Silicon Valley Bank collapsed in just 48 hours, making it the second-largest bank failure in US history
Up until yesterday, Silicon Valley Bank (SVB) was one of the most successful banks in the tech industry. As the name suggests, the bank was a specialized financial institution that provides loans and other financial services to startups and tech companies, and venture capital firms across the United States and around the world.
Silicon Valley Bank’s downward spiral began late Wednesday after the bank surprised investors with news that it needed to raise $2.25 billion to shore up its balance sheet. Within 48 hours, a panic induced by the very venture capital community that SVB was created to serve and cared for ended.
After a 40-year run, the bank ceased operations on Friday, making it the largest banking failure since the 2008 financial crisis and the second-largest ever. On the same day, the US regulators seized control of the bank. The unraveling at SVB will have far-reaching implications for U.S. venture-backed startups, half of which did business at the bank, and also for the broader tech ecosystem.
Now, venture capital firms are urging tech startups and companies in their portfolio companies to move money out of embattled lender Silicon Valley Bank. On Friday, the trading of SVB Financial Group’s shares, the holding company of Silicon Valley Bank, was suspended due to a significant drop in the pre-market session. The bank was in a rush to raise new funds amid this steep decline.
The company’s stock experienced its largest single-day crash in history, plummeting by 60%. Prior to the suspension, heavy premarket trading caused the stock to tumble 68% to approximately $34.
The alarm bells for SVB started ringing on Wednesday when the company announced its plan to sell a combination of common and preferred stock and to incur an after-tax loss of $1.8 billion from the sales of its investments.
The announcement sparked concerns within the banking industry that other institutions may also face losses and need to raise funds, causing the four largest US banks to lose a total of $52 billion in market value on Thursday.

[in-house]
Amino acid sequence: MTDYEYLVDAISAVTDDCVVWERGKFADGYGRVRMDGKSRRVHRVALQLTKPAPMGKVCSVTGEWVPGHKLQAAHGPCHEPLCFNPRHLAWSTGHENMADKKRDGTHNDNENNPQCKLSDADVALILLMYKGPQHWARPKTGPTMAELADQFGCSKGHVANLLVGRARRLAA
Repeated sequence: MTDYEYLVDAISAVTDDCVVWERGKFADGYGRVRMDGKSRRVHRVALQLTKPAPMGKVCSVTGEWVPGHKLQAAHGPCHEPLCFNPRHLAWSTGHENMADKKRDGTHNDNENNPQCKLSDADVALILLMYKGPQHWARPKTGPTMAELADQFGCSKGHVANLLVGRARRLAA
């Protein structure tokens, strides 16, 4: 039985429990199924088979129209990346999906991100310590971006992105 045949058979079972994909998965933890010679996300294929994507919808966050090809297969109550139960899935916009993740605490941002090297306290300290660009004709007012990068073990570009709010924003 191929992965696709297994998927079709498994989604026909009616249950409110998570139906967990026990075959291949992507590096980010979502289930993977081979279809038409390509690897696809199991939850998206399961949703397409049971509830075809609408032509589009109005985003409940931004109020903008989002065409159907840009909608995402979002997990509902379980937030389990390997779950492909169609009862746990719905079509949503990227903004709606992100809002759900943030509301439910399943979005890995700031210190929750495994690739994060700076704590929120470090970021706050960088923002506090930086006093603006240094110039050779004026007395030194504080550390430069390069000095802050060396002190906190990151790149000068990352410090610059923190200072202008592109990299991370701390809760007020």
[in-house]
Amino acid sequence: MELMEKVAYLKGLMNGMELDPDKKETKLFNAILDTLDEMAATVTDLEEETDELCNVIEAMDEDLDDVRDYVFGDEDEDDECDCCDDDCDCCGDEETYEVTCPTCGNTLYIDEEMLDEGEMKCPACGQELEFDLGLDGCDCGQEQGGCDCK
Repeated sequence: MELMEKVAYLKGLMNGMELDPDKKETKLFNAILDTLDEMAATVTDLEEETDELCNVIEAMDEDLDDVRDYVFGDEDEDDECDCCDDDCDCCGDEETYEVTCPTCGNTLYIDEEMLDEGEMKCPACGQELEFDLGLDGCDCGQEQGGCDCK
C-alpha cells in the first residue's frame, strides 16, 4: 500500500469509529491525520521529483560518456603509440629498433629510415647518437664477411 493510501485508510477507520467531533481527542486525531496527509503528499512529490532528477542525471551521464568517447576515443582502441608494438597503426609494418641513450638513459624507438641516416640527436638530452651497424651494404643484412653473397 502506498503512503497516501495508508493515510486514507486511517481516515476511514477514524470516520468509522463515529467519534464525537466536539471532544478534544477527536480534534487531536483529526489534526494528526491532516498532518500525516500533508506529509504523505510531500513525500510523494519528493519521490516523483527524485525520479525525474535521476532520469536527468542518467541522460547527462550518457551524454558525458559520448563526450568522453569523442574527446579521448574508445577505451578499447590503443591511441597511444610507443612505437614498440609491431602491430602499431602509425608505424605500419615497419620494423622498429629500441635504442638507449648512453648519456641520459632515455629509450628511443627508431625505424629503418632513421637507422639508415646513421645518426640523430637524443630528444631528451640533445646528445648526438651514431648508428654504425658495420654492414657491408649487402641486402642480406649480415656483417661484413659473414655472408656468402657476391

Meanwhile, several venture capital (VC) funds, including prominent ones like Founders Fund, Union Square Ventures, and Coatue Management, have advised their portfolio companies to transfer their funds out of SVB to minimize the risk of being impacted by the bank’s potential failure.
CNBC spoke to some founders with accounts at SVB who wished to remain anonymous, and they shared that having their funds frozen at the bank could spell doom for their startups that require constant capital infusion.
Pear VC, an early-stage VC firm located in San Francisco, also encouraged its portfolio companies to withdraw their funds from SVB on Thursday. Some of Pear’s portfolio companies include Edge DB, an open-source database, and Gusto, a payroll management platform.
“In light of the situation with Silicon Valley Bank that we are sure all of you are watching unfold, we wanted to reach out and recommend that you move any cash deposits you may have with SVB to another banking platform,” said Anna Nitschke, Pear’s chief financial officer, in an email to founders obtained by CNBC.
“In this market, a larger money center bank (think Citi Bank, JP Morgan Chase, Bank of America) is best suited, but in the interest of time, you might be able to open interim accounts faster with smaller banking platforms such as PacWest, Mercury, or First Republic Bank.”
Below is a video of how it all went down.
Here’s another video.